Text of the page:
Total Distance: 24km
Number of portages: 6 (1 skipped)
Total portage distance: 1790m
This was another weekend trip to the park, which was a great reprieve from the city, but not quite long enough to get “out there”. I drove up to a friend’s cottage in Bracebridge the Friday night, and hit the road early on Saturday ready to make the most of my time.
It’s been more than a decade since I’ve been on the Hwy 60 corridor through Algonquin park, and it’s only now that I can appreciate how truly nice it is. As the sun was burning the fog off the road, I really enjoyed my drive. I got to the Canoe Lake access point around 6:30 AM, got my canoe/gear in order and was ready when the permit office was just opening up at 7. By the time my permit was written and my car parked, I hit the water. It was 7:30, almost perfectly on schedule.
Canoe lake was very calm for such an open body of water. I had nightmares about getting windbound by 2 foot whitecaps and howling winds (but that’s just my own hangup I suppose). In reality, there was a gentle breeze at my back, and the camps were just waking up. It was very calm, and it wasn’t until I rounded Ahmek Bay that I started seeing people. With that being said, once the first flotilla of canoes from Camp Ahmek started coming around the bend, the lakes turned into the highway that the 60 corridor is known as!
A near-constant stream of kids from all ages started pouring into the portage between Canoe and Joe Lake. They were all very pleasant and respectful though, restoring my faith in the younger generation of camper. We even saw a cow moose and her calf as we entered the fork to the portage! The darkest moment came when a youngster asked if the Ewok on my bow was a panda warrior. I nearly turned around to go fetch my Laserdisc player wo I could show this kid what’s what.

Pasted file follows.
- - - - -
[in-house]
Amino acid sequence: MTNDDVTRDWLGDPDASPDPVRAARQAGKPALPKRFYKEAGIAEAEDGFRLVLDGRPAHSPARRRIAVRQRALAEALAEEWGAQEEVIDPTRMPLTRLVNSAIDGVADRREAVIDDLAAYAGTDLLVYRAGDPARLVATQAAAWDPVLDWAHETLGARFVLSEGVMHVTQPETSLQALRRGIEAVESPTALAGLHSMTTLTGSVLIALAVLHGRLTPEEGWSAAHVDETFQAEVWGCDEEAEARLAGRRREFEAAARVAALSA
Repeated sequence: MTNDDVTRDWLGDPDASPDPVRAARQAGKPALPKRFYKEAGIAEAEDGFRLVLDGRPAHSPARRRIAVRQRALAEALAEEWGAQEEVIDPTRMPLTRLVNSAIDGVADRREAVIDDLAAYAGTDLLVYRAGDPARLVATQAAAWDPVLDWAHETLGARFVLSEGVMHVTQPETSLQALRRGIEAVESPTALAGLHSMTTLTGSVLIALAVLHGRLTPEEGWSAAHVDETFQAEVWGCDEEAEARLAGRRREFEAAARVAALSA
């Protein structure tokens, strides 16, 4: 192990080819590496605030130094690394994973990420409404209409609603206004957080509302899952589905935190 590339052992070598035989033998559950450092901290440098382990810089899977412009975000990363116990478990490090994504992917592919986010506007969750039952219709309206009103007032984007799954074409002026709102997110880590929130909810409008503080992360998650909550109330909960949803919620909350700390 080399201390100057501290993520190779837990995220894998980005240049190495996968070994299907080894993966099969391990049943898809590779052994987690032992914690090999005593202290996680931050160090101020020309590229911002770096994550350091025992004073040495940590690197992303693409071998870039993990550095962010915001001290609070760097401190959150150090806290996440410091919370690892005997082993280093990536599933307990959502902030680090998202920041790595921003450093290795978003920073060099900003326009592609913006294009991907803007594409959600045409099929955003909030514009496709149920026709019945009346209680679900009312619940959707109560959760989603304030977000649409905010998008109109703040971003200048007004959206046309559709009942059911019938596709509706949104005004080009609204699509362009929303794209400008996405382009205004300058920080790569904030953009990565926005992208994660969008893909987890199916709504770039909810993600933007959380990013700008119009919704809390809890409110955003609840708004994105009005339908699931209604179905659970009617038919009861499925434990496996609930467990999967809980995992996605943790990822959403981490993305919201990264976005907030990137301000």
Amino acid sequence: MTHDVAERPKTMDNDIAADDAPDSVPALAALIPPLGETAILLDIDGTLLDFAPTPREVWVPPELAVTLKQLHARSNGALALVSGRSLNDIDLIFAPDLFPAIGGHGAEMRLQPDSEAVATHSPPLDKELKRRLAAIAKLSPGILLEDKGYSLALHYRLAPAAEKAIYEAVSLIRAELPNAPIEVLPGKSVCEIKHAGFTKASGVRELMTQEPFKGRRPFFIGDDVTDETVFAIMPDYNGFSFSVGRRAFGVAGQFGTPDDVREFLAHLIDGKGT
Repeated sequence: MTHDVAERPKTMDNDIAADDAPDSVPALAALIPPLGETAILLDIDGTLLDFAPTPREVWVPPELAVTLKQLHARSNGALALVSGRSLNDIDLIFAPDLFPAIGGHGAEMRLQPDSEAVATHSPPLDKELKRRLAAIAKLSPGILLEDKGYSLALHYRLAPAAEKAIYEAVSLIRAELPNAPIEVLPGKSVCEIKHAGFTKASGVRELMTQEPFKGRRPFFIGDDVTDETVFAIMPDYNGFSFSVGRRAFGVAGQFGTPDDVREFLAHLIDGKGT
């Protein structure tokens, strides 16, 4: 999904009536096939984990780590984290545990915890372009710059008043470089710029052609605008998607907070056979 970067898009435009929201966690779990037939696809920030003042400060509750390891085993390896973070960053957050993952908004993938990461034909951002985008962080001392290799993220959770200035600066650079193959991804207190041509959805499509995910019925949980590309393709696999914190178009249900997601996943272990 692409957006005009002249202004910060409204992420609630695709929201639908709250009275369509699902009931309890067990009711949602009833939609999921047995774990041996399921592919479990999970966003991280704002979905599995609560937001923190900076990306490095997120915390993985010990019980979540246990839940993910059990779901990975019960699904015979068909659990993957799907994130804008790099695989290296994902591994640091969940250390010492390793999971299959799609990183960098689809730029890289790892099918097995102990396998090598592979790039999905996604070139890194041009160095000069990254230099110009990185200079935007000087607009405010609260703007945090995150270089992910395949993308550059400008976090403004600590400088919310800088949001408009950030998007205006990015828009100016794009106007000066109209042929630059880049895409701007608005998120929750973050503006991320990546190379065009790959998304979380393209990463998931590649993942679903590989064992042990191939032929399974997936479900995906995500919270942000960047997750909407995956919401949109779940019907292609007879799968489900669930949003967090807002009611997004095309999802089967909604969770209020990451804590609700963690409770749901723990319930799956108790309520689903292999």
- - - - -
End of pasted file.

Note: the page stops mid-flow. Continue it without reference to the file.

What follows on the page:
All the portages noted here were super VIP. Wide, graded in areas, flat, the one between Joe and Canoe Lakes even had a composting toilet! I was blown away. It was a welcome surprise from the more rugged trails I am used to.
I paddled down Joe lake, flying my Canadian flag so that the group I was meeting would recognize me, and around 10 o`clock I pulled up on the three connecting campsites closest to Little Joe Lake. My buddy Shane had friends who were getting married there, and they had generously invited me with a ‘more the merrier’ attitude. I got settled, put on some sunscreen and toasted the happy couple, then me and Shane headed off in a unleaden canoe towards Burnt Island lake for some fishing and exploration.
According to Jeff’s Map, there are the ruins of an old CNR hotel on Burnt Island Lake, close to where we were, so we headed there first, with the intention of fishing our way back. Getting there was a joy, the portages were a breeze and the canoe was handling really well. Also, there used to be a beaver dam on Joe creek, but it has since burst and you can fully skip the 165m portage around it, probably even in the fall (although there are a few big rocks you might have to sqeak by). We beached approximately where we though the old hotel would have been, and started bushwacking. Early July is not the time to look for this though. All that remains of the hotel are 6 or 7 stone chimney’s, and with all the lush vegetation your eyes start identifying every thick tree and cluster as one. We couldn’t pick out anything in the bush, despite having great bearings between a bike/ski path and a small creek, and decided we’d be better off fishing than getting eatten by bugs.